There’s no such thing as a bad day riding in an airboat on Great Salt Lake – but some days are better than others. The perfect day is a warmish spring day in Willard Spur, where the sun hides out behind the clouds and you need a light jacket once you get moving. Where you have enough water to go pretty much wherever you want, and enough birds have migrated in to make you realize how really special this place must be once all of them have arrived at the party. Kind of like the day the WRA board, staff and special guests had last Thursday.

The directions were to meet up at the Flying J truck stop in Willard around 8 am. Once you get off the highway you can’t miss it, because it’s the only thing there. Not to mention the airboats on trailers filling up the parking lot. Most of the boats aren’t much to look at, being designed more for function than beauty. All of the boats have flat metal bottoms that allow them to glide along in an inch or two of water. And all of them have V-8 engines at the back of the boat, connected to large, well-balanced propellers.

On this day, the Utah Airboat Association was kind enough to provide five airboats, with plenty of room to accommodate the sixteen of us. A few of us have had the privilege of going out on the Lake in airboats on a regular basis, but for most this was the first and probably the only time they’d get to do this. The experience is something to be treasured.

Almost everyone who visits Great Salt Lake does so either via the south shore of the Lake or Antelope Island. The south shore is easy to get to, being directly adjacent to I-80. Antelope takes a bit more work, but is worth the effort. In each case, the Lake you experience is one of vast horizons, flat surfaces, and the Wasatch Front backdrop. And everywhere, hyper-saline water. Willard Spur, however, is different.

Water in the Spur comes almost entirely from the Bear River, which provides 42% of the Lake’s inflow. Bear River flows from the north, through the Bear River Migratory Bird Refuge – a 74,000-acre National Wildlife Refuge established in 1928 – and then into the Spur. So, unlike water found elsewhere in the Lake, ranging from 13-26% salinity, water in the Spur is almost completely fresh. Unlike other parts of the Lake where little to no vegetation survives the hyper-saline environment, the Spur is bursting with life.

Nine and a half miles end to end and four miles across at its widest point, Willard Spur is by far the most productive part of Great Salt Lake. It’s also the most remote and least known portion of the Lake. The only way of accessing the Spur is by airboat – and we have the place to ourselves.

The Utah Division of Water Quality considers Willard Spur to be a “reference quality wetland,” which means that it’s an almost perfect wetland ecosystem. The vegetation is so thick at times that it’s impossible to find your way; but most of the Spur consists of open water wetlands covered this time of year with submerged aquatic vegetation – a critical food source for waterfowl.

Once the airboats launch and get out into the open waters, the comfortable morning suddenly becomes chilly, with the boats humming along at 20-25 mph. Everyone has on jackets, ear protection and sunglasses. There are lots of bugs out this time of year and getting whacked in the eye with one going that fast tends to hurt. It’s hard to talk over the roar of the engines, but we stop frequently to talk about some of the issues Western Resource Advocates’ Utah office has been working on as of late: protecting the Spur against contamination from nutrients; dealing with invasive plants such as phragmites (a reed that’s taken over tens of thousands of acres in the wetlands along Great Salt Lake); fighting a 92,000-acre expansion proposal by one of the mineral companies (that would have included 8,000 acres contiguous to the Spur); pushing back on a proposal to dam the Bear River (with a possible location taking over a chunk of the Spur); trying to figure out how to get water rights to keep water in the Lake; and challenging salt discharges from the mineral company into sensitive areas like the Spur.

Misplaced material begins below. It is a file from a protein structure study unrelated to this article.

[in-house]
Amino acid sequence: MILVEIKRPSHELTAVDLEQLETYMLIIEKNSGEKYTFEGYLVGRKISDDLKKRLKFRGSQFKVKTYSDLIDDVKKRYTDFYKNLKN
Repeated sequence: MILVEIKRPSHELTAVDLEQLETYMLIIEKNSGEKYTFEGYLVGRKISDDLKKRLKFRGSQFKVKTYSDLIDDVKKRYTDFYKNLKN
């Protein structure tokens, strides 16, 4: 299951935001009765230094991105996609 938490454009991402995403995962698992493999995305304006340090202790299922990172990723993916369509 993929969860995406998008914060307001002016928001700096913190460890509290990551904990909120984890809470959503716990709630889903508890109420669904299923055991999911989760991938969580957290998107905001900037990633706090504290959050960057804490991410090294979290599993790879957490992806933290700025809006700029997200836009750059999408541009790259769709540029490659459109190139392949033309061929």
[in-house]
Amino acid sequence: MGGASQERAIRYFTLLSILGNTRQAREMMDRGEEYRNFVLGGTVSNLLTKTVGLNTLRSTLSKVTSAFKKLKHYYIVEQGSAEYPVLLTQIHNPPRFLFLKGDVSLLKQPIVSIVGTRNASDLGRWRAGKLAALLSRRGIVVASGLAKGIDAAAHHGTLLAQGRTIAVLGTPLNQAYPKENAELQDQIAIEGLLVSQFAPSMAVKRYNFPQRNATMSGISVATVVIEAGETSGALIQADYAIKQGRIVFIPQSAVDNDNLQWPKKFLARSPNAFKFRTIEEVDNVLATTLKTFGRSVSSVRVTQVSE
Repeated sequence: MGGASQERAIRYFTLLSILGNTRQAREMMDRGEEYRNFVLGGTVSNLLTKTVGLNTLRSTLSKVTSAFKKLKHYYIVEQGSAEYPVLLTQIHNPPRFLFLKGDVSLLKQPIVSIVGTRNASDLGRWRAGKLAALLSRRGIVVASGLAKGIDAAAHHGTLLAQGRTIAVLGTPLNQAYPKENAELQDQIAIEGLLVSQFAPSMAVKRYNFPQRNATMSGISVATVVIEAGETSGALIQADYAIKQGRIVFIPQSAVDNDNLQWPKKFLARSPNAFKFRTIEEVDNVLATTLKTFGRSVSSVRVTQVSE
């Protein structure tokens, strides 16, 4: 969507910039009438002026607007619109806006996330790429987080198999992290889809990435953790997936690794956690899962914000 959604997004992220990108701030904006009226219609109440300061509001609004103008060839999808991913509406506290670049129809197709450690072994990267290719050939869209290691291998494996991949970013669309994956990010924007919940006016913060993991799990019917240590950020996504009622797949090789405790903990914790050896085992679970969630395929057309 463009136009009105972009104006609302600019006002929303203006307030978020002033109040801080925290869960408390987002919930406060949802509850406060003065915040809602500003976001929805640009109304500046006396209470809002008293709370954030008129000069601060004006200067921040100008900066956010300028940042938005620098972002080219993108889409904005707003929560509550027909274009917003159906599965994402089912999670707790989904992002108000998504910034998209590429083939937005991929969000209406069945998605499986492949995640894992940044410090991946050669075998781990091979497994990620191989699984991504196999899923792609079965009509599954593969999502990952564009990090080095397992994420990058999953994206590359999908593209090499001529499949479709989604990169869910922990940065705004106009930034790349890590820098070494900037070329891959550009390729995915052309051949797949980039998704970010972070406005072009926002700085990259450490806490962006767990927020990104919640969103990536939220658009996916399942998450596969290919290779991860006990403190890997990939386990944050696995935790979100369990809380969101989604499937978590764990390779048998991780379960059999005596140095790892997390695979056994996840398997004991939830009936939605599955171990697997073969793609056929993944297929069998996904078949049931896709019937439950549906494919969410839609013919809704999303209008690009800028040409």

A flock of pelicans sits casually off in the distance, having flown over the Promontory Mountains to the west from the site of their rookery – remote Gunnison Island in the North Arm of the Lake. They come to feed off the many fish that inhabit the Spur – but are especially fond of the carp. We skim through an area known as the grassy islands; patches of mud and emergent vegetation scattered throughout the Spur. A month from now, these patches will be covered with nests, and the airboats will steer clear of them. Come June, the Spur will be cut off from the rest of Great Salt Lake, with most of the Bear River diverted for irrigation. What makes it to the Lake is retained in the Refuge.

At times, the water is open enough for the five boats to form a line; other times the trail through the vegetation is so narrow that it becomes single file. As we head back to the boat launch, the boats start to spread out – each going at their own pace – in no particular hurry. There are lots of places to explore; lots of things to see. Nobody really wants it to end, but there’s work to be done. After three hours, the noise and the wind tend to tire you out; but it’s a pleasant kind of tired.

The airboaters offer an open invitation – they’ll take us out anytime. Happy to take them up on that invitation. Most of the airboaters are duck hunters; fiercely protective of the Great Salt Lake wetlands; passionate about their sport, their boats and their Lake. The ultimate conservationists, and great partners to work with. They’re always grateful that we do what we do to protect Great Salt Lake. Not too many mornings top one like this.

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